Does the thought of packing up all of your precious belongings, scheduling movers, utility shutoffs, and wrangling the kids, pets, and spouse into a packed car send shivers down your spine? Is it made worse by the thought that you could go through all of that only to have the contract on your house go wrong at the last minute? To avoid making those last few days leading up to closing even more tense and stressful, consider this.
Sellers can request and negotiate to lease their home back from the new buyers after closing. There’s a simple two page form called the “Seller’s Temporary Residential Lease” that gets added to the contract and I must admit there have been times that it has been a true lifesaver. With this form, you negotiate a set per diem rental rate (commonly it’s calculated by taking the buyer’s new monthly payment and dividing by thirty, but it’s all negotiable) and possibly offer up a security deposit. Once everyone signs at closing and the deal funds, the buyers become the rightful owners of the property. And the old owners become their tenants. Standard landlord/tenant relationship rules apply and generally payment for the anticipated term of the lease is paid all at once up front. This leaseback can extend for a few days or a few weeks, just no longer than 90 days. So if the new home you’re purchasing isn’t quite ready or if you just want an extra few days of certainty before busting out the boxes, consider this as one more option in your real estate tool belt.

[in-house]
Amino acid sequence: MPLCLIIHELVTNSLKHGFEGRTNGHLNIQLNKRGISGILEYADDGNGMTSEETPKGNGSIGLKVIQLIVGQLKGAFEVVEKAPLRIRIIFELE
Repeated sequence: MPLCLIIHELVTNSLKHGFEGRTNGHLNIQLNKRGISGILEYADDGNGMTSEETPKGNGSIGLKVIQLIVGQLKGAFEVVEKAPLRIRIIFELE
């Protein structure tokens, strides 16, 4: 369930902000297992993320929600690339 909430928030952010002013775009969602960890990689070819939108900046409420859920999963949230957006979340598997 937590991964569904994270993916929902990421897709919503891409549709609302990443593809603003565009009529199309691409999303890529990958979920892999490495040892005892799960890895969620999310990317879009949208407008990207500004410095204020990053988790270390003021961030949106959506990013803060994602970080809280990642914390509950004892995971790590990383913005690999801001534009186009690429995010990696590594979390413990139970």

There is also a “Buyers Temporary Residential Lease” which is used when the buyer needs to move in before closing. It is not as common as there are some legal issues with doing this, but it can be used in a pinch.